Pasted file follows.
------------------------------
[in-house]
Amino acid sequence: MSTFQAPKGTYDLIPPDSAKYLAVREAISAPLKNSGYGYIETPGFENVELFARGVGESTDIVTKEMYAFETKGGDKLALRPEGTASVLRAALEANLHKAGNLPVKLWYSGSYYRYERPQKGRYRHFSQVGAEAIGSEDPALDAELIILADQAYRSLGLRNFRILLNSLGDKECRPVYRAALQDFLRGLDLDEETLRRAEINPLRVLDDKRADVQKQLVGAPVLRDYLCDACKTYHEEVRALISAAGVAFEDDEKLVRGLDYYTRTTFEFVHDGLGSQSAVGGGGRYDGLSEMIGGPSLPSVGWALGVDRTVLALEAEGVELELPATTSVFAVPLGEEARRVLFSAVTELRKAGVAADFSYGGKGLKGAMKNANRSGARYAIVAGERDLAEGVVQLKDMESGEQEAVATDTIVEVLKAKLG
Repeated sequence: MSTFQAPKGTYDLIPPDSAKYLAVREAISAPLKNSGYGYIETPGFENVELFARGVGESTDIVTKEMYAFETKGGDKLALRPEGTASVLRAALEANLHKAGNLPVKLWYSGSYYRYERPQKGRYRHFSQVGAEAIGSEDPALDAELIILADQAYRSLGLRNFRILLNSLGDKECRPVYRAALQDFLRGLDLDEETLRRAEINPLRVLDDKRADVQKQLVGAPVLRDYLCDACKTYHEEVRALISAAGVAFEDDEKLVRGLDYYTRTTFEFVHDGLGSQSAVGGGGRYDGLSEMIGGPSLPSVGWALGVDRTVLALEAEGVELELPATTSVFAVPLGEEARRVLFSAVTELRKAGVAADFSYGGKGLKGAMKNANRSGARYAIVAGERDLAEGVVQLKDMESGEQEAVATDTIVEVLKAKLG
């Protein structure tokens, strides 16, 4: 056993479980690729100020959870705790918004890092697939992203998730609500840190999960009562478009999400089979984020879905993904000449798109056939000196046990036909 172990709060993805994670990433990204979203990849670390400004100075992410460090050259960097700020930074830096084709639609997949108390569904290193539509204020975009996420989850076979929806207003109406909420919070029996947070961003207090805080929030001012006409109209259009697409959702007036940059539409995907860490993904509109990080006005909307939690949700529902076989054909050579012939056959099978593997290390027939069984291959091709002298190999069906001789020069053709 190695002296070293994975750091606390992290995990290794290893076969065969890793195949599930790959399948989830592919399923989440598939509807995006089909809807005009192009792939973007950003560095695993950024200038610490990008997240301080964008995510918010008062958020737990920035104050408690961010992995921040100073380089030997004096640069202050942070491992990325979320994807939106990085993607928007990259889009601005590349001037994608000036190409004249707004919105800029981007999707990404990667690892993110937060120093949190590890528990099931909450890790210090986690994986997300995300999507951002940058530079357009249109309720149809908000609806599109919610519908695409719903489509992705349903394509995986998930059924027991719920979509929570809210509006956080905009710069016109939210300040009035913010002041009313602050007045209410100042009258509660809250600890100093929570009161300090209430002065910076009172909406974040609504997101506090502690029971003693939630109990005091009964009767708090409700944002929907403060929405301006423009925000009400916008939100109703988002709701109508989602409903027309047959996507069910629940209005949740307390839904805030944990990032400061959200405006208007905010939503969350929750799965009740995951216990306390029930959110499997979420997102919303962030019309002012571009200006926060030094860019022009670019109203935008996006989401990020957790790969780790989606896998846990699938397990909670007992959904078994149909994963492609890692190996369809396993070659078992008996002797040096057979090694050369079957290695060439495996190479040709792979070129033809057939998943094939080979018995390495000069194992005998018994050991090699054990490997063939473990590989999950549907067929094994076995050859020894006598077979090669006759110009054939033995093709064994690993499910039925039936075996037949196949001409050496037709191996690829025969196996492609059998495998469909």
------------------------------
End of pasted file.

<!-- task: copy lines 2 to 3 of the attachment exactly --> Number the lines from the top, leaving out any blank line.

Amino acid sequence: MSTFQAPKGTYDLIPPDSAKYLAVREAISAPLKNSGYGYIETPGFENVELFARGVGESTDIVTKEMYAFETKGGDKLALRPEGTASVLRAALEANLHKAGNLPVKLWYSGSYYRYERPQKGRYRHFSQVGAEAIGSEDPALDAELIILADQAYRSLGLRNFRILLNSLGDKECRPVYRAALQDFLRGLDLDEETLRRAEINPLRVLDDKRADVQKQLVGAPVLRDYLCDACKTYHEEVRALISAAGVAFEDDEKLVRGLDYYTRTTFEFVHDGLGSQSAVGGGGRYDGLSEMIGGPSLPSVGWALGVDRTVLALEAEGVELELPATTSVFAVPLGEEARRVLFSAVTELRKAGVAADFSYGGKGLKGAMKNANRSGARYAIVAGERDLAEGVVQLKDMESGEQEAVATDTIVEVLKAKLG
Repeated sequence: MSTFQAPKGTYDLIPPDSAKYLAVREAISAPLKNSGYGYIETPGFENVELFARGVGESTDIVTKEMYAFETKGGDKLALRPEGTASVLRAALEANLHKAGNLPVKLWYSGSYYRYERPQKGRYRHFSQVGAEAIGSEDPALDAELIILADQAYRSLGLRNFRILLNSLGDKECRPVYRAALQDFLRGLDLDEETLRRAEINPLRVLDDKRADVQKQLVGAPVLRDYLCDACKTYHEEVRALISAAGVAFEDDEKLVRGLDYYTRTTFEFVHDGLGSQSAVGGGGRYDGLSEMIGGPSLPSVGWALGVDRTVLALEAEGVELELPATTSVFAVPLGEEARRVLFSAVTELRKAGVAADFSYGGKGLKGAMKNANRSGARYAIVAGERDLAEGVVQLKDMESGEQEAVATDTIVEVLKAKLG